April 13, 2010

Google's Search & Destroy, Pretty Face & Tolstoy


"All happy families are alike; each unhappy family is unhappy in its own way." begins one of Leo Tolstoy's most famous novels. Some call it the most famous novel ever written. Companies, who once grew astronomically, using Search as their primary marketing device, were all once happy families. They all had a pretty face.

Overnight, Search became the most famous web marketing tool ever clicked on. And now, those companies who once rejoiced in their newfound success are increasingly unhappy, each in their own way. The once proud Search industry is rapidly becoming nightmarish and quickening its descent from the top, due to a most brilliant and diabolical fraudulency. The abuse of click power Search Engines have been hiding threatens Search, just as Anna Karenina, Tolstoy's classic character whose proud and aristocratic demeanor ultimately led to her descent, into withering self-destruction.


Is Google's new financial site really all that different from others because it can show a photo of a company CEO?

Wired Magazine's "How click fraud could swallow the Internet" tells the story of JetNetwork, a specialty airline who agreed to pay $10.00 a click, only to find that 40% of their clicks came from one Internet address belonging to a rival in New York City.

According to Marketing Experiments, a research company that "tests every conceivable marketing method on the Internet", they recently reported that up to 30% of all clicks are fraudulent. Wired reports that "Whatever the exact figure, click fraud has become pervasive, and Google, Yahoo!, and the other major PPC firms have found themselves caught in a game of cat and mouse with its perpetrators".


Does seeing a pretty face really an investor's savoir-faire in the market?

Karenina's beauty and her lavish luxurious display of aristocratic wealth made her the Belle of the ball in all of 19th century society. As the "jewel" of St. Petersburg, she had the temerity to think her beauty and power allowed her to ignore convention. Leaving her husband and having an affair openly, she let passions get the best of her and assumed her friends in society would understand. Of course, she miscalculated, relying on her pretty face to win their acceptance of the "reality" she lived. She saw this as their hypocritical "falseness."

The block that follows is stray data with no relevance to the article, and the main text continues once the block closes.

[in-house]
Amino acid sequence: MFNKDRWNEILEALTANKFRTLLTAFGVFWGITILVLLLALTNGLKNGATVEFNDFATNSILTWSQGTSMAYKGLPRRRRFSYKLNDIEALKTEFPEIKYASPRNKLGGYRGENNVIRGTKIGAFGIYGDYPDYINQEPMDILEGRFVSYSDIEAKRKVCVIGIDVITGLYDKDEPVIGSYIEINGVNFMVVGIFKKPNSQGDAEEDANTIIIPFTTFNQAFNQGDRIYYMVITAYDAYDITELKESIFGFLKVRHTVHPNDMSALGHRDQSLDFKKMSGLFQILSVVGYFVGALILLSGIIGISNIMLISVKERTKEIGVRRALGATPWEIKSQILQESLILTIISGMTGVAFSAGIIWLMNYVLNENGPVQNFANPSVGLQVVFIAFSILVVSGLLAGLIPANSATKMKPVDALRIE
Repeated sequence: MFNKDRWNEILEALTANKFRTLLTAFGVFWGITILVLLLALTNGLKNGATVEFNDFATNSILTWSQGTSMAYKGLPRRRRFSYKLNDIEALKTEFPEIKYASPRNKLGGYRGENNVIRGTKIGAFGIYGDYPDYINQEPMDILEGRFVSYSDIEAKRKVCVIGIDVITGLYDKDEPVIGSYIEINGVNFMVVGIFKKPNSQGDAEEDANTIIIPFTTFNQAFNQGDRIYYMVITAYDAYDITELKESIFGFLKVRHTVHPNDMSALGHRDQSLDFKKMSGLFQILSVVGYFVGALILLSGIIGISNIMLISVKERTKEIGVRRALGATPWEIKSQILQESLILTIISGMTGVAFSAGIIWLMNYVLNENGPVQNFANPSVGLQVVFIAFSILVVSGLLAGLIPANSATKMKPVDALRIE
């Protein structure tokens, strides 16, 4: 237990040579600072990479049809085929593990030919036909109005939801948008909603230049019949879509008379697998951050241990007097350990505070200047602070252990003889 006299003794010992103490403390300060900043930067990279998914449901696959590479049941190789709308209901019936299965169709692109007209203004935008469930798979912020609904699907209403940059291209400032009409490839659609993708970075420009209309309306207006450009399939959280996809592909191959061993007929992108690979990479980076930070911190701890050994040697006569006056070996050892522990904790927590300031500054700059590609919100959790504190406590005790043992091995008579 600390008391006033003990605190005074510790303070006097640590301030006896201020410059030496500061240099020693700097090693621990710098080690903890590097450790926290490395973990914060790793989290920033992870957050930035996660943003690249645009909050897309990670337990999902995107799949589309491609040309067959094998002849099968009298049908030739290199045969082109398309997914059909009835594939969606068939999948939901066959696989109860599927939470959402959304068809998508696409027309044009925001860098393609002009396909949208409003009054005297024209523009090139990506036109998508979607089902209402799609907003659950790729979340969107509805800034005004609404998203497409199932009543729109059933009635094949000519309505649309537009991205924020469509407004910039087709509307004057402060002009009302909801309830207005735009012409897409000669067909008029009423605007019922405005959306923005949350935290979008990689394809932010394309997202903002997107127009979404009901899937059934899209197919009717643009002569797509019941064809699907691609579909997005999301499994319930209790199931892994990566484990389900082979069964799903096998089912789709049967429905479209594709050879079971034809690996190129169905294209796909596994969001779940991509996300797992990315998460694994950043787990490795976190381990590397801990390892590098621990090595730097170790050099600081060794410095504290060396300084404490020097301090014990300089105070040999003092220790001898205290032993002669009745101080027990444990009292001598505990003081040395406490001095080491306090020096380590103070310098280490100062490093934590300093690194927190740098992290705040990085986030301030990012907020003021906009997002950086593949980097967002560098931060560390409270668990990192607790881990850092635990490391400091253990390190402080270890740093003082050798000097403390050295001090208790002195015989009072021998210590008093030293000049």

Now, Google is offering a news search service on finance. Undaunted with paying a measly $90 million click fraud fine, (a slap on the hand in comparison to the $6 billion + revenue they ran away with in 2005), the March 21st, 2006 edition of the New York Times Google Offers Search Service On Finance reported that Google is rolling out a new service which will compete with the likes of Microsoft and Yahoo! among others.


However, bewildering, Google makes a fairly large case about this unique difference.

Readers can find it at Finance.google.com (no www). According to senior product manager, Katie Jacobs Stanton, Google had taken advantage of its Web database to add material like executives photos, culled with corporate Web sites. Google makes a fairly large case about this unique difference. Does seeing a photo really increase an investor's savoir-faire in the market? Isn't that more akin to betting on a horse because of its name than looking at its stats? You decide.


Ultimately, Anna was unable to reconcile the internal vs. external pressures... just as Google wasn't and knew all along of the "reality" of click fraud. Like Karenina, they acted surprised when business no longer accepted this falsehood.

They equally got swept away and never stopped to consider the consequences of what they were passionately selling as they acted as if they were the "jewel" of the Internet.

Therefore, one must question whether Google's service is really a big difference or is it all just another pretty face?


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